About the event:
Author. Physician. Winemaker. Not many people are all three. “I thought that I was going to spend my life working as a doctor and drinking my family's wines, not making them,” said Laura Catena, who splits her time between practicing emergency medicine in San Francisco and running her family’s winery, Catena Zapata, in Argentina. Winemaking, like medicine, says Catena, is both art and science. “Walking into a patient’s room and knowing how sick a person is by just watching them talk and breathe requires the same kind of skill as knowing if a young wine will age.” This perspective (and expertise) has given Catena Zapata an uncommon edge. Wrote the Wine Spectator, “Catena Zapata is world-renowned for revolutionizing the quality and reputation of Argentine Malbec, and Catena is a fierce advocate for the estate, the region and the grape.” Laura’s father, Nicolas Catena Zapata—often referred to as “the Robert Mondavi of Argentina”—helped usher Argentine Malbec onto the world stage, a legacy she continues. Today, Laura’s work has appeared everywhere from the New York Times to NPR, and has seen her named “the face of Argentinian Wine.”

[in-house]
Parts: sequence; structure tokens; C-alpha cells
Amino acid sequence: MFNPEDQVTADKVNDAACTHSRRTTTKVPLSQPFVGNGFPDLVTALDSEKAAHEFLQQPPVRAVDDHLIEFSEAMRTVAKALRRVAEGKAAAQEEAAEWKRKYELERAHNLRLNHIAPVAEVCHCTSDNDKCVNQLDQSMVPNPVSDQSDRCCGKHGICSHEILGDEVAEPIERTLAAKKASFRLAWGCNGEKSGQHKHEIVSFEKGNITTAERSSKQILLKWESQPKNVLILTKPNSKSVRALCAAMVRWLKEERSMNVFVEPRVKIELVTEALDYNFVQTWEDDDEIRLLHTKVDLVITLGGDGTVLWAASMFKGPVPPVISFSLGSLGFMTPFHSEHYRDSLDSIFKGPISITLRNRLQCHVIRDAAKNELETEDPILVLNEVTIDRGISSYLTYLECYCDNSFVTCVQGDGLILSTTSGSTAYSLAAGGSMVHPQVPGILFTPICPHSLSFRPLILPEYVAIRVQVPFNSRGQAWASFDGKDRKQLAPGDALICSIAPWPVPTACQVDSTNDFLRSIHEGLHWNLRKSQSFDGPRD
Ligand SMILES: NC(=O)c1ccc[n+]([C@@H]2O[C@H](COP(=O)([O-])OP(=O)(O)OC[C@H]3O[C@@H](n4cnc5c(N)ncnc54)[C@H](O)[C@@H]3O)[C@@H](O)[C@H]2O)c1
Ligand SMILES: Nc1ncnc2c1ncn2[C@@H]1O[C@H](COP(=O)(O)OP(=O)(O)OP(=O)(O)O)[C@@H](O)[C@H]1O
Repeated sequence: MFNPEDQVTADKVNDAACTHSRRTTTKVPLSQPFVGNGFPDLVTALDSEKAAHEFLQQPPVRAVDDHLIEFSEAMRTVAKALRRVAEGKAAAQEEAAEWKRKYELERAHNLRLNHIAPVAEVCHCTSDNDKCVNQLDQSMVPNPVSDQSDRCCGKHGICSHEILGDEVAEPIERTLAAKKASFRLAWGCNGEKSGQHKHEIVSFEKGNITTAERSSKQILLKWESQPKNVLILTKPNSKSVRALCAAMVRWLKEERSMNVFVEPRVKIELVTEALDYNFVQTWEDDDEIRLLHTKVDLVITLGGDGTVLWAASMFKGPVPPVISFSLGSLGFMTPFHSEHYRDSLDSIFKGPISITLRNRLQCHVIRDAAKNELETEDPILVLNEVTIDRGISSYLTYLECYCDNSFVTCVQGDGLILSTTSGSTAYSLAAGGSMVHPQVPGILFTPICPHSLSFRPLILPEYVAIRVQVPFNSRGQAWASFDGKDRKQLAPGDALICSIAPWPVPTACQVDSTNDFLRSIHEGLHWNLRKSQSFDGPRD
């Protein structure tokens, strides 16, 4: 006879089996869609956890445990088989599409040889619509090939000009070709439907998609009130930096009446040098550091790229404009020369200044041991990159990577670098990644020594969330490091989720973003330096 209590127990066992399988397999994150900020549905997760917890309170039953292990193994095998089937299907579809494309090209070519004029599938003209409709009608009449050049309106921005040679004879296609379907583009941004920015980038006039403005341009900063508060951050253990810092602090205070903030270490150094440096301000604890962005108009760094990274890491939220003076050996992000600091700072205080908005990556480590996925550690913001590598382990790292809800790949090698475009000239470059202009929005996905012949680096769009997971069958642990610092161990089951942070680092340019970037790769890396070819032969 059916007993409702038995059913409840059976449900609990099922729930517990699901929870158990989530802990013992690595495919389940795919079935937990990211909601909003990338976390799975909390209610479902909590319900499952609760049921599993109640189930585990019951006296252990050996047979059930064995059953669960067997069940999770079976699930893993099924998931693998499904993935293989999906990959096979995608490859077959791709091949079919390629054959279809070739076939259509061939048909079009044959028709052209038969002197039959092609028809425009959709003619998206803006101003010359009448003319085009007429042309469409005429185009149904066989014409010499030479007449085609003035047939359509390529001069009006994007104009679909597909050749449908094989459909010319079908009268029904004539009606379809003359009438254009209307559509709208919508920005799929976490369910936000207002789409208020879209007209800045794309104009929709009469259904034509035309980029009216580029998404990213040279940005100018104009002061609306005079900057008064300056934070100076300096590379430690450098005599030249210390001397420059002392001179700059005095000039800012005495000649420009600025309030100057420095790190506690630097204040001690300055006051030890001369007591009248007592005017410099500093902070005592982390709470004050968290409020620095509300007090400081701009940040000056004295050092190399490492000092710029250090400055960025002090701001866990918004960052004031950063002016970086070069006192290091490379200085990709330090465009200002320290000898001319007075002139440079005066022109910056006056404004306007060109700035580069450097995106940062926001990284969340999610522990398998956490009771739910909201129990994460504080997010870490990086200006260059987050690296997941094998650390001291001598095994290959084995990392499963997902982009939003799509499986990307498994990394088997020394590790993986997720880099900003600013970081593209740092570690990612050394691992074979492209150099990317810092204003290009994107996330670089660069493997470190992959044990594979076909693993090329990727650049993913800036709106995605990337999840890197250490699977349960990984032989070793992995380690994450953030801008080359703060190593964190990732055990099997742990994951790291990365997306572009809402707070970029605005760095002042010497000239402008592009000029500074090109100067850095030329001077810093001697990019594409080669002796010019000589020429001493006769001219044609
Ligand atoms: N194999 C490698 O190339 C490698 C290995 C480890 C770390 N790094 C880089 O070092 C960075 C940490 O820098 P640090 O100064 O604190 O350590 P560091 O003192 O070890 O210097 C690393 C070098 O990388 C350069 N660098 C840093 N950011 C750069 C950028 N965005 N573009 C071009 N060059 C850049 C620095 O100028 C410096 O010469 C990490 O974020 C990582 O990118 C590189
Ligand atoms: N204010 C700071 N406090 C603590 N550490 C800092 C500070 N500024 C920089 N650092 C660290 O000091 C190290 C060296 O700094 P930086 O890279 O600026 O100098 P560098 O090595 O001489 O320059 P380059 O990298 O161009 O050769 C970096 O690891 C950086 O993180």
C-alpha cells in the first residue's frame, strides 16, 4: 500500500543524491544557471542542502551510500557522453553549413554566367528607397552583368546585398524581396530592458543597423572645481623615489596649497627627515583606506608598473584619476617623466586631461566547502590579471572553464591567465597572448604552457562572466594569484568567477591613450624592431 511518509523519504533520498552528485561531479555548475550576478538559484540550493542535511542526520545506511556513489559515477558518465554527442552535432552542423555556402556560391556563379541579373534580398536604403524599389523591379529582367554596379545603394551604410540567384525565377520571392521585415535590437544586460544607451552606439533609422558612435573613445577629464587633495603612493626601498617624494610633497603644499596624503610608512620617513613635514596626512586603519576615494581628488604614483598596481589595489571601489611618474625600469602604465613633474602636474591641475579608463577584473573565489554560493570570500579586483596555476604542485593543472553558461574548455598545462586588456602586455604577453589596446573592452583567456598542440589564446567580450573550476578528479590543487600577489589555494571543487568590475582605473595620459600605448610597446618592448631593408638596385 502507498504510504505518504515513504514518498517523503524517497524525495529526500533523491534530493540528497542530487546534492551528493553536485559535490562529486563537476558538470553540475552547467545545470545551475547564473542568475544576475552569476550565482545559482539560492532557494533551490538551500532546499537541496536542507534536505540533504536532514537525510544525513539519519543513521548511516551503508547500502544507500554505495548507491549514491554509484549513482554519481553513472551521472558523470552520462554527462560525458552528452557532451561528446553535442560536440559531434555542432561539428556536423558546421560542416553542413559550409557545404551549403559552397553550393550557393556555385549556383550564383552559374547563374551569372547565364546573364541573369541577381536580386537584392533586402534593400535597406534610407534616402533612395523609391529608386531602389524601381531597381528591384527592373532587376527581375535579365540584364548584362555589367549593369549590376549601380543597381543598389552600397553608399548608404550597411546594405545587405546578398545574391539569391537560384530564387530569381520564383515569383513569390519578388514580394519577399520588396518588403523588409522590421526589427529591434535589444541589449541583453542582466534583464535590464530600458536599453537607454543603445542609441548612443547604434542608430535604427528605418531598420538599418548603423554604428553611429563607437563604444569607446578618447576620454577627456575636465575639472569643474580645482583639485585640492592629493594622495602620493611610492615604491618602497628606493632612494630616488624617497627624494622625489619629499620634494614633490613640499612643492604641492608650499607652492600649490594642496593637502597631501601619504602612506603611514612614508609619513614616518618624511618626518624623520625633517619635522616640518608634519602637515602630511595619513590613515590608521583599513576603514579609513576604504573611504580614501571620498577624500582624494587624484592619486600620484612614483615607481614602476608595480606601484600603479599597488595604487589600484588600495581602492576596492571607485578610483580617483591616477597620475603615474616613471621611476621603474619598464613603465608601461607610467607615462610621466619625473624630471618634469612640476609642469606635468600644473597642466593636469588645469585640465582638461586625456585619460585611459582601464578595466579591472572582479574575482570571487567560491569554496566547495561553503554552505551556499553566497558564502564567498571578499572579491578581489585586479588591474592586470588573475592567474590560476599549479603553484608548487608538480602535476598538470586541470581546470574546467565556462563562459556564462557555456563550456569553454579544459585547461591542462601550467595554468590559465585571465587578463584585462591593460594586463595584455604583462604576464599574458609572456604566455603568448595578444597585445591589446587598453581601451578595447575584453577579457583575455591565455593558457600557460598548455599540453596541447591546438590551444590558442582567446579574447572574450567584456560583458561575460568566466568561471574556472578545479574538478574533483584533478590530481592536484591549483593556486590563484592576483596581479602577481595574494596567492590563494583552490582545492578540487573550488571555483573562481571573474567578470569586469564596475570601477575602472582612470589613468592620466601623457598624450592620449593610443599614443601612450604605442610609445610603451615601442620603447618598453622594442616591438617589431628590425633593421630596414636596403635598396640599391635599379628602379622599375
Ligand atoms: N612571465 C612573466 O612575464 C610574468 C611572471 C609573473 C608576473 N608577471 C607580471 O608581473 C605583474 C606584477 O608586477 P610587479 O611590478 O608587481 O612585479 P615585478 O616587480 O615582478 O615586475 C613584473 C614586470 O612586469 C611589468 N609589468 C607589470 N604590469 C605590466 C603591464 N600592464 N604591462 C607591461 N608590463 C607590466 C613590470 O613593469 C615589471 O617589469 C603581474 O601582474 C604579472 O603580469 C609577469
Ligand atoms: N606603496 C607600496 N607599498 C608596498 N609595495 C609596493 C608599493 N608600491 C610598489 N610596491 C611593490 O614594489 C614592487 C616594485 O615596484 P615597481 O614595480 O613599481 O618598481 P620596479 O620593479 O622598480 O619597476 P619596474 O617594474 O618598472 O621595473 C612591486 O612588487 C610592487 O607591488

Laura Catena spoke at the institute on Thursday, May 30, as part of the Walt Klenz Wine Business Speakers series. Her talk, “How Science Can Preserve the Ancient Art of Winemaking,” explored the ways modern science is helping to preserve this ancient beverage.